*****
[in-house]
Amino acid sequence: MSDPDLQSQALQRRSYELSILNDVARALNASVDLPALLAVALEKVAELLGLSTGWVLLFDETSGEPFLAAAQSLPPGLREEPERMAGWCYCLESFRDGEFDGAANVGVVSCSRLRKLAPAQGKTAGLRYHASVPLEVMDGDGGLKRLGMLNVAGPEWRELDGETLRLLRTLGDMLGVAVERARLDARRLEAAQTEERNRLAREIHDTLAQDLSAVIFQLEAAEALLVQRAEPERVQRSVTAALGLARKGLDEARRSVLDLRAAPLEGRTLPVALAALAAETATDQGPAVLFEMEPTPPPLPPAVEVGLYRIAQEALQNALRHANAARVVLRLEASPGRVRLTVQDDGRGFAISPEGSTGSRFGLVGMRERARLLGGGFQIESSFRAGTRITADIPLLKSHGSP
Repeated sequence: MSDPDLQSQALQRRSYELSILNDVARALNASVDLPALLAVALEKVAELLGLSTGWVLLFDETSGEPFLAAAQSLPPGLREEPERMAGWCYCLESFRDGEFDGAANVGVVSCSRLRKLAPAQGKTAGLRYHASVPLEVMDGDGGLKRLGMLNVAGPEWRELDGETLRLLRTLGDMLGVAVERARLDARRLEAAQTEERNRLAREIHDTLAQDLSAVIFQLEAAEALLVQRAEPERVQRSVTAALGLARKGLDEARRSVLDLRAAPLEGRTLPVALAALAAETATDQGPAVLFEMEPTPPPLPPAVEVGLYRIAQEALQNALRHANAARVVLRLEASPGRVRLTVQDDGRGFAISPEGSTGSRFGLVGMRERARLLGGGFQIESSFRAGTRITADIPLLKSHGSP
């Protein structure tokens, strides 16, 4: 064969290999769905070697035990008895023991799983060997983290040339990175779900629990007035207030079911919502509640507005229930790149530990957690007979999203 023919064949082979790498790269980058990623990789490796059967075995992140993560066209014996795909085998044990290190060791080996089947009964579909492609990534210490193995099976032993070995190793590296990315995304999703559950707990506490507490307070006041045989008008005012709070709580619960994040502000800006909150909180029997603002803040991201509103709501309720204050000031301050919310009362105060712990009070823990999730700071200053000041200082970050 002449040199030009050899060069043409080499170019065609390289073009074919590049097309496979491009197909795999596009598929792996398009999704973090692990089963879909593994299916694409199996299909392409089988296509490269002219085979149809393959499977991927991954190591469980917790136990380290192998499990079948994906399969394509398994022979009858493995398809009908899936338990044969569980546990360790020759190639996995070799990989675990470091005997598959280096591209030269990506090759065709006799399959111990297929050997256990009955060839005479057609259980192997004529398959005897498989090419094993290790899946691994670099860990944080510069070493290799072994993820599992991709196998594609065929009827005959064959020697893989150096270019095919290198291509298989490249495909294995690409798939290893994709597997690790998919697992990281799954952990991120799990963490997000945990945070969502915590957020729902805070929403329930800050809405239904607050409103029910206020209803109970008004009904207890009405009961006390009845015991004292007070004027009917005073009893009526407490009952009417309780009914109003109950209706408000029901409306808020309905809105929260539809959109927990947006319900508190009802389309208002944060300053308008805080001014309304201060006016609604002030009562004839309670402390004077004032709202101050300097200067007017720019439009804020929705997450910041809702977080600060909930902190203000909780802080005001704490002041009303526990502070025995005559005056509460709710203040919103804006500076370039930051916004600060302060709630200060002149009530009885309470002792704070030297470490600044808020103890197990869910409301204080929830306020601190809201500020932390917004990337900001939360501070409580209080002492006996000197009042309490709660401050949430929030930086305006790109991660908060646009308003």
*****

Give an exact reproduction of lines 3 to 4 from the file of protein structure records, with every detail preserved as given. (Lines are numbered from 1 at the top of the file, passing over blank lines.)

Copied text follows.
Repeated sequence: MSDPDLQSQALQRRSYELSILNDVARALNASVDLPALLAVALEKVAELLGLSTGWVLLFDETSGEPFLAAAQSLPPGLREEPERMAGWCYCLESFRDGEFDGAANVGVVSCSRLRKLAPAQGKTAGLRYHASVPLEVMDGDGGLKRLGMLNVAGPEWRELDGETLRLLRTLGDMLGVAVERARLDARRLEAAQTEERNRLAREIHDTLAQDLSAVIFQLEAAEALLVQRAEPERVQRSVTAALGLARKGLDEARRSVLDLRAAPLEGRTLPVALAALAAETATDQGPAVLFEMEPTPPPLPPAVEVGLYRIAQEALQNALRHANAARVVLRLEASPGRVRLTVQDDGRGFAISPEGSTGSRFGLVGMRERARLLGGGFQIESSFRAGTRITADIPLLKSHGSP
């Protein structure tokens, strides 16, 4: 064969290999769905070697035990008895023991799983060997983290040339990175779900629990007035207030079911919502509640507005229930790149530990957690007979999203 023919064949082979790498790269980058990623990789490796059967075995992140993560066209014996795909085998044990290190060791080996089947009964579909492609990534210490193995099976032993070995190793590296990315995304999703559950707990506490507490307070006041045989008008005012709070709580619960994040502000800006909150909180029997603002803040991201509103709501309720204050000031301050919310009362105060712990009070823990999730700071200053000041200082970050 002449040199030009050899060069043409080499170019065609390289073009074919590049097309496979491009197909795999596009598929792996398009999704973090692990089963879909593994299916694409199996299909392409089988296509490269002219085979149809393959499977991927991954190591469980917790136990380290192998499990079948994906399969394509398994022979009858493995398809009908899936338990044969569980546990360790020759190639996995070799990989675990470091005997598959280096591209030269990506090759065709006799399959111990297929050997256990009955060839005479057609259980192997004529398959005897498989090419094993290790899946691994670099860990944080510069070493290799072994993820599992991709196998594609065929009827005959064959020697893989150096270019095919290198291509298989490249495909294995690409798939290893994709597997690790998919697992990281799954952990991120799990963490997000945990945070969502915590957020729902805070929403329930800050809405239904607050409103029910206020209803109970008004009904207890009405009961006390009845015991004292007070004027009917005073009893009526407490009952009417309780009914109003109950209706408000029901409306808020309905809105929260539809959109927990947006319900508190009802389309208002944060300053308008805080001014309304201060006016609604002030009562004839309670402390004077004032709202101050300097200067007017720019439009804020929705997450910041809702977080600060909930902190203000909780802080005001704490002041009303526990502070025995005559005056509460709710203040919103804006500076370039930051916004600060302060709630200060002149009530009885309470002792704070030297470490600044808020103890197990869910409301204080929830306020601190809201500020932390917004990337900001939360501070409580209080002492006996000197009042309490709660401050949430929030930086305006790109991660908060646009308003």